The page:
Figure 6: Reflected Ceiling Plan of New CentrePoint Tower ground level entry.
Outdoors comes in; The transparent metal canopy that spans over the entrance lobbies of the ground floor seamlessly exfiltrates out through the weather-tight envelope of the lobby to incorporate the metal braces that constrain the movement of the aeronautical gargoyles in the z axis.
Figure 7: Building Section showing transfer floors, elevator shafts, shear walls and external turbulence system.
This drawing, which was derived from the actual band saw section through the 1:500 balsa model that was wind tunnel tested, is an accurate representation of the contours that successfully induce updraft when air encounters the southwestern facade at thirty kilometres per hour or more. The transfer floors occur every 30 meters and allow for disparate volumes of tenant space to occur inside of these transfer floors.
Figure 8: SouthWest Elevation showing structure and omitting skin.
This drawing is actually based upon the 1:200 model that was tested in the wind tunnel at Kingston Polytechnic. What is not shown is the glazing skin that is supported by wind bracing and forms the weather envelope of the building. The external turbulence system shown in the foreground of the elevation is deigned to address the prevailing winds at the site by inducing updraft by channelling the laminar flowing air into an upward movement along the contours of the southwest facade.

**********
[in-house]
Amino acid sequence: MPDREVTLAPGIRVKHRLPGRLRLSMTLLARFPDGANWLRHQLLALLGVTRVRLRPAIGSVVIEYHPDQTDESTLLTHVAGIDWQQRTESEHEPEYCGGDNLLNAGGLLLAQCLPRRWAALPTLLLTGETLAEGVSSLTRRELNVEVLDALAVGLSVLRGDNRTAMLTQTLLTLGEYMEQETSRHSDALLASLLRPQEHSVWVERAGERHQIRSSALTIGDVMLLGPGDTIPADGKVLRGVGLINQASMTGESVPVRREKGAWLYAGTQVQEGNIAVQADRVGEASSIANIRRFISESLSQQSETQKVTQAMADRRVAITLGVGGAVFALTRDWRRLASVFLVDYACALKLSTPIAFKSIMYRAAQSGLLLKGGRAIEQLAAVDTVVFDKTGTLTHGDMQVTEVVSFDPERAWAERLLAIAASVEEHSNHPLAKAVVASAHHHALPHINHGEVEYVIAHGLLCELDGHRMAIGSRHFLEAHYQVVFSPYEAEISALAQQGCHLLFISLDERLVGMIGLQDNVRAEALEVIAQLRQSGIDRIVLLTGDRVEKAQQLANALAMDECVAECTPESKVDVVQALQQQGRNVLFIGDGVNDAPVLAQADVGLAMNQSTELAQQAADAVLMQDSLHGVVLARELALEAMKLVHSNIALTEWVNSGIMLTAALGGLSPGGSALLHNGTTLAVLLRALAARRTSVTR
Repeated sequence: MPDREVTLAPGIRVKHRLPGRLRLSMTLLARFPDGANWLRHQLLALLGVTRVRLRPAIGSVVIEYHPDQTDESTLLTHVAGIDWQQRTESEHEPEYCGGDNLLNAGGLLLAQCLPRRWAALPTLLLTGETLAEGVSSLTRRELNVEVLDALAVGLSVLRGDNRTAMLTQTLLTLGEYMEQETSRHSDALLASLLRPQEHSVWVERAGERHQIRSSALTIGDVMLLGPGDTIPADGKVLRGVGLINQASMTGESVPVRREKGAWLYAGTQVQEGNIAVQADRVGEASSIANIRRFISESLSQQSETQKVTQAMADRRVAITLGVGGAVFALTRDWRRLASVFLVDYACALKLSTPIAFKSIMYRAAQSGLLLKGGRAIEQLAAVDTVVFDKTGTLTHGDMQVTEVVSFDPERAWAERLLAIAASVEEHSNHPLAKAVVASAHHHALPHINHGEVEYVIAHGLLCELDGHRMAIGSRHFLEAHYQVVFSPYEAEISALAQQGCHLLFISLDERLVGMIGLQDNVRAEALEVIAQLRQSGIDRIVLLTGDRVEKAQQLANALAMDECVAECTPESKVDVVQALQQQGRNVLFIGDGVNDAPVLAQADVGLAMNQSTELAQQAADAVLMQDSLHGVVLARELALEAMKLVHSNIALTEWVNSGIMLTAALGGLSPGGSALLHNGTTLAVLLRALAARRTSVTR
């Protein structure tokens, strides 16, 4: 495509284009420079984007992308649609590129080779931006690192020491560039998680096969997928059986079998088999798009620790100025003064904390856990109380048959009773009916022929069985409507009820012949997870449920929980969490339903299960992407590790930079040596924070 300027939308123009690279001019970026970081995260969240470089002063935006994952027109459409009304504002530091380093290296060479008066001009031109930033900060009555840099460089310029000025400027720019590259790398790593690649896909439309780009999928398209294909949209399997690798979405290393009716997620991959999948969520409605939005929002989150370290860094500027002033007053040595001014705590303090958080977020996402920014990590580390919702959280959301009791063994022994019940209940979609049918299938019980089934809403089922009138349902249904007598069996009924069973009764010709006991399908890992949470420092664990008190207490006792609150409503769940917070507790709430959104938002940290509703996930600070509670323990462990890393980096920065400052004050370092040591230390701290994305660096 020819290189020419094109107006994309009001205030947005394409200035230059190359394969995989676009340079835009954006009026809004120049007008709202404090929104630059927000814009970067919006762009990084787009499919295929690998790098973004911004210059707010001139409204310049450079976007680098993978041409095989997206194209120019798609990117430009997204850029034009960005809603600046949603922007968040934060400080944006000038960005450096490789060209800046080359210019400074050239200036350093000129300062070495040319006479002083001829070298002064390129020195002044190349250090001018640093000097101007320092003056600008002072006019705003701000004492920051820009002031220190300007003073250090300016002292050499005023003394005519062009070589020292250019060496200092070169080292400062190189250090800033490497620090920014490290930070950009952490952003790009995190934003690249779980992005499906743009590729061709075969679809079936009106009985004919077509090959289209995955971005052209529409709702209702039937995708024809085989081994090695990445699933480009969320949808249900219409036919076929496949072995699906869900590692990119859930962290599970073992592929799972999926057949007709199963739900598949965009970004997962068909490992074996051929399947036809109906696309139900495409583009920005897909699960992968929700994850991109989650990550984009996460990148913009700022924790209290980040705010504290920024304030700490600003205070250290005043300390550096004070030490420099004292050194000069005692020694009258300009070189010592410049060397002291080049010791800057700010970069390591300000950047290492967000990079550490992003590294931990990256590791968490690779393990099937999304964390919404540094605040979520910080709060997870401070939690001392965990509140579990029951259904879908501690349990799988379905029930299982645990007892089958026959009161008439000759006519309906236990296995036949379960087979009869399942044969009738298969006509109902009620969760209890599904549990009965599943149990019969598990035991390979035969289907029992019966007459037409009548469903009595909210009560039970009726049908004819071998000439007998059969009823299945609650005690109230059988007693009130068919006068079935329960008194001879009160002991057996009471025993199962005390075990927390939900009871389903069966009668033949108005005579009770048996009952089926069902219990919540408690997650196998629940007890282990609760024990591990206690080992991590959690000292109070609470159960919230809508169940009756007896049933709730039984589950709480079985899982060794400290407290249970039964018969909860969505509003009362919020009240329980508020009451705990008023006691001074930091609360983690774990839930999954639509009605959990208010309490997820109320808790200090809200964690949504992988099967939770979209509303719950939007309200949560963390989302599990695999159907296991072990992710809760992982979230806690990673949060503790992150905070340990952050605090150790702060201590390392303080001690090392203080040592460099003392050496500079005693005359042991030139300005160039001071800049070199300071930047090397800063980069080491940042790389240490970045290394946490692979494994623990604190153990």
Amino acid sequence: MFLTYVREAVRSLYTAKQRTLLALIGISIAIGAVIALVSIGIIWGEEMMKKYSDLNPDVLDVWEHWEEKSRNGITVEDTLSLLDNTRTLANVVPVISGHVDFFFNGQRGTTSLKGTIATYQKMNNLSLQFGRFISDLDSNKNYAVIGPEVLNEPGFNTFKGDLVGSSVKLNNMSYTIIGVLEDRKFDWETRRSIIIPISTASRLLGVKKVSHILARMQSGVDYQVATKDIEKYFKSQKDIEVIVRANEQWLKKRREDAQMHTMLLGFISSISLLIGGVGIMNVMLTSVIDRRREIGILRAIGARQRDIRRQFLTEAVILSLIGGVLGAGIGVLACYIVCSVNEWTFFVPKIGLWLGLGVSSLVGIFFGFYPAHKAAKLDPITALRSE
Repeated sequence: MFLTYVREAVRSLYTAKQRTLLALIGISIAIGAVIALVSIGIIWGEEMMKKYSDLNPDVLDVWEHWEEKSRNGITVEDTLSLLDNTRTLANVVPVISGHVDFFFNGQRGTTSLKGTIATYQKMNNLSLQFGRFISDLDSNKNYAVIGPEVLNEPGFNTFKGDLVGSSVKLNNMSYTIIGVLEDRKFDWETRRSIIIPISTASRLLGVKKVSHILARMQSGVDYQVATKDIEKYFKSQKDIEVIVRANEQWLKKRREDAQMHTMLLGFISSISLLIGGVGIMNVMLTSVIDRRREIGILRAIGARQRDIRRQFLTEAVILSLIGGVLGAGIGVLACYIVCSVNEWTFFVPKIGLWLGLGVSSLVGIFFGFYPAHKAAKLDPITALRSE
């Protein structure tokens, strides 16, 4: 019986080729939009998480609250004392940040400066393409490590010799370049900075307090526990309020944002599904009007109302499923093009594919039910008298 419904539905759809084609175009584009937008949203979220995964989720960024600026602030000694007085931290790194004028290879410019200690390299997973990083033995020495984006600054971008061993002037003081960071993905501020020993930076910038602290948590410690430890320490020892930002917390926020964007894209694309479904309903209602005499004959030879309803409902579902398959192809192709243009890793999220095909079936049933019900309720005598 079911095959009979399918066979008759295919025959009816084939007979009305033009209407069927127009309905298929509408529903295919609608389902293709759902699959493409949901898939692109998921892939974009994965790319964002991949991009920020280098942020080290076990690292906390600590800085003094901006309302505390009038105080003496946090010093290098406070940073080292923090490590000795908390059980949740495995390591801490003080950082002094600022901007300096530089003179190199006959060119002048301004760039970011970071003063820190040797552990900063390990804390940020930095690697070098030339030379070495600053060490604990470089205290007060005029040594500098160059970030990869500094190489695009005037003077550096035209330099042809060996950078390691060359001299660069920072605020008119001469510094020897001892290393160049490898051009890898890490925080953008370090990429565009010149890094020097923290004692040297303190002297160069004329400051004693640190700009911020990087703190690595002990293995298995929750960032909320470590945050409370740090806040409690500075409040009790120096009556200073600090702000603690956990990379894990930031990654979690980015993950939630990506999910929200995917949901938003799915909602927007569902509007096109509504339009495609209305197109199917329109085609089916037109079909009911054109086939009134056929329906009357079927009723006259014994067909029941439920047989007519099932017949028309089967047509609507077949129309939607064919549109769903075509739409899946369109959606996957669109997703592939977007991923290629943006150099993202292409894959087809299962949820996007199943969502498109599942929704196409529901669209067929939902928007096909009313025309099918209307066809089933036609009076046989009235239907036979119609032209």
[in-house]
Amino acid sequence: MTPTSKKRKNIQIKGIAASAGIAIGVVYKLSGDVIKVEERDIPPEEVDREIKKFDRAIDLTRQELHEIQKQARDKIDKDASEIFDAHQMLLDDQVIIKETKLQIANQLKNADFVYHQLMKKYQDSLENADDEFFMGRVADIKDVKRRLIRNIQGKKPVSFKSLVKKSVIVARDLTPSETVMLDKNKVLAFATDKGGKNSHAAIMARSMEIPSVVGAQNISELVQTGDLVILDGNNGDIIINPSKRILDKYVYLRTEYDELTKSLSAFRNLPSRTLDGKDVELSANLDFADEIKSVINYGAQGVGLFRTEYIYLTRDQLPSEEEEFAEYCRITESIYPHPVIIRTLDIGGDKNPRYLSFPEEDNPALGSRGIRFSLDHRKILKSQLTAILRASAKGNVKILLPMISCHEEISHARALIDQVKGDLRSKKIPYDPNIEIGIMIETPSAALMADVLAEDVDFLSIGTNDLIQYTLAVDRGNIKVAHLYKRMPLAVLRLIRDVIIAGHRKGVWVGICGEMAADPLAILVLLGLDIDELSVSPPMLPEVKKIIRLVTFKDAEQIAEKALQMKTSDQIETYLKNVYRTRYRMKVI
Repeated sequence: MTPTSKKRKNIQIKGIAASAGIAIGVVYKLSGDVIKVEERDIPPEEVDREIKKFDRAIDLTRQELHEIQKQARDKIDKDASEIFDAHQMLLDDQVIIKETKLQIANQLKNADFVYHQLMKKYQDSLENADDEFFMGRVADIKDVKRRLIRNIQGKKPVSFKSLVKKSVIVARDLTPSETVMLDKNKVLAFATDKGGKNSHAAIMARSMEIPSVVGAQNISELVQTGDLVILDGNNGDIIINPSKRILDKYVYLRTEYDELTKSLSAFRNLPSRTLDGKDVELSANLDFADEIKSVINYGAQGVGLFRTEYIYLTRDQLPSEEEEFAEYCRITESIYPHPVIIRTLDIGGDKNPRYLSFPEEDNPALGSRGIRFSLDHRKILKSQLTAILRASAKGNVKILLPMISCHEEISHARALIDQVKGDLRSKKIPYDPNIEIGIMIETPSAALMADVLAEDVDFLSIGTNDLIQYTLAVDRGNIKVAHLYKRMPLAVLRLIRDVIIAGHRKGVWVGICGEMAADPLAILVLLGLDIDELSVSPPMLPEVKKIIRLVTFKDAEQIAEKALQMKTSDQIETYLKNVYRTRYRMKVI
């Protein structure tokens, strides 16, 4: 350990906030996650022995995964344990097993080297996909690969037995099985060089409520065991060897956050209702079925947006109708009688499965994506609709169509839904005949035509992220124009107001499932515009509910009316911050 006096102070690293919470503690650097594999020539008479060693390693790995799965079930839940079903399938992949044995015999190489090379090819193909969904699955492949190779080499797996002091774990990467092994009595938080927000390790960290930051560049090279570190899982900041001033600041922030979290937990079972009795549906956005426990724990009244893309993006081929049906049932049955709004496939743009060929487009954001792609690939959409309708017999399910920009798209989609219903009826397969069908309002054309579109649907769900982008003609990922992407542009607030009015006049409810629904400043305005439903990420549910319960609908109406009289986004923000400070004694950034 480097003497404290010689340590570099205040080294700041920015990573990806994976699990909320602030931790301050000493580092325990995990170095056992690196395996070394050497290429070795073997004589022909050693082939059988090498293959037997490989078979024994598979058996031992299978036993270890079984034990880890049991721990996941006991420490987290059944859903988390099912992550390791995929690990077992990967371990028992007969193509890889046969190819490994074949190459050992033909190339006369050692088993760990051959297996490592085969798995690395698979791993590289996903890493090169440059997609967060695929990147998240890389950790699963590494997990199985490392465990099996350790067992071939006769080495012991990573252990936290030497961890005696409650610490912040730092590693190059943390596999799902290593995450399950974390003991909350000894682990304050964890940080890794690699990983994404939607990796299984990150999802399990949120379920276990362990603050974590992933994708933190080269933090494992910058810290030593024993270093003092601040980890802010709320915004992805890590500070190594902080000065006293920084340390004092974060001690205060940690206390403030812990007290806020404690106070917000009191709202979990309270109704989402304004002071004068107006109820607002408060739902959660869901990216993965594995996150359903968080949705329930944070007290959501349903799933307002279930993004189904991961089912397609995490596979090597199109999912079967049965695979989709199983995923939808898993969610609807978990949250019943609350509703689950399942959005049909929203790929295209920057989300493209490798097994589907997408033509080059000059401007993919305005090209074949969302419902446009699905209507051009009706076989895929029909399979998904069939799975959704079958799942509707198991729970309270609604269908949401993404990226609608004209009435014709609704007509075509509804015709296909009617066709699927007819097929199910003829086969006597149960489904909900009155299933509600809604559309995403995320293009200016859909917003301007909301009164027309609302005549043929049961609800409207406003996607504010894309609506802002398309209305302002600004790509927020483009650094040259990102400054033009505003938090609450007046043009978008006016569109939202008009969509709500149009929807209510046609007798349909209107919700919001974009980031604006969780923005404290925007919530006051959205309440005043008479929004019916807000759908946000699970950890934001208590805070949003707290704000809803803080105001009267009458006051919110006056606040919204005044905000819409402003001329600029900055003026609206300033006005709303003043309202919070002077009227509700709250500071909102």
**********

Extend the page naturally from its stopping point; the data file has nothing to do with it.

Figure 9: Aerial Photo of CentrePoint from SouthWest.
Here in this image, the existing site can be seen with construction activity occurring in 2012 at St. Giles Circus. The context of the photo shows the British Museum in the background, Soho Square in the foreground, Bedford Square near the British Museum and Cambridge Circus to the lower right corner of the photo.
Figure 10: Photomontage showing new Centrepoint Tower in place of Existing Centrepoint Tower.
The New Centrepoint Tower, montaged into the photo above is slightly taller than the Existing Centrepoint Tower at 210 meters. The orientation is more southwesterly than the Existing Centrepoint Tower. The entire structure revolves southward as the height of the structure increases. This is similar to a plant straining to receive more sunlight, it twists toward the sun ignored to achieve more photosynthesis for food and growth.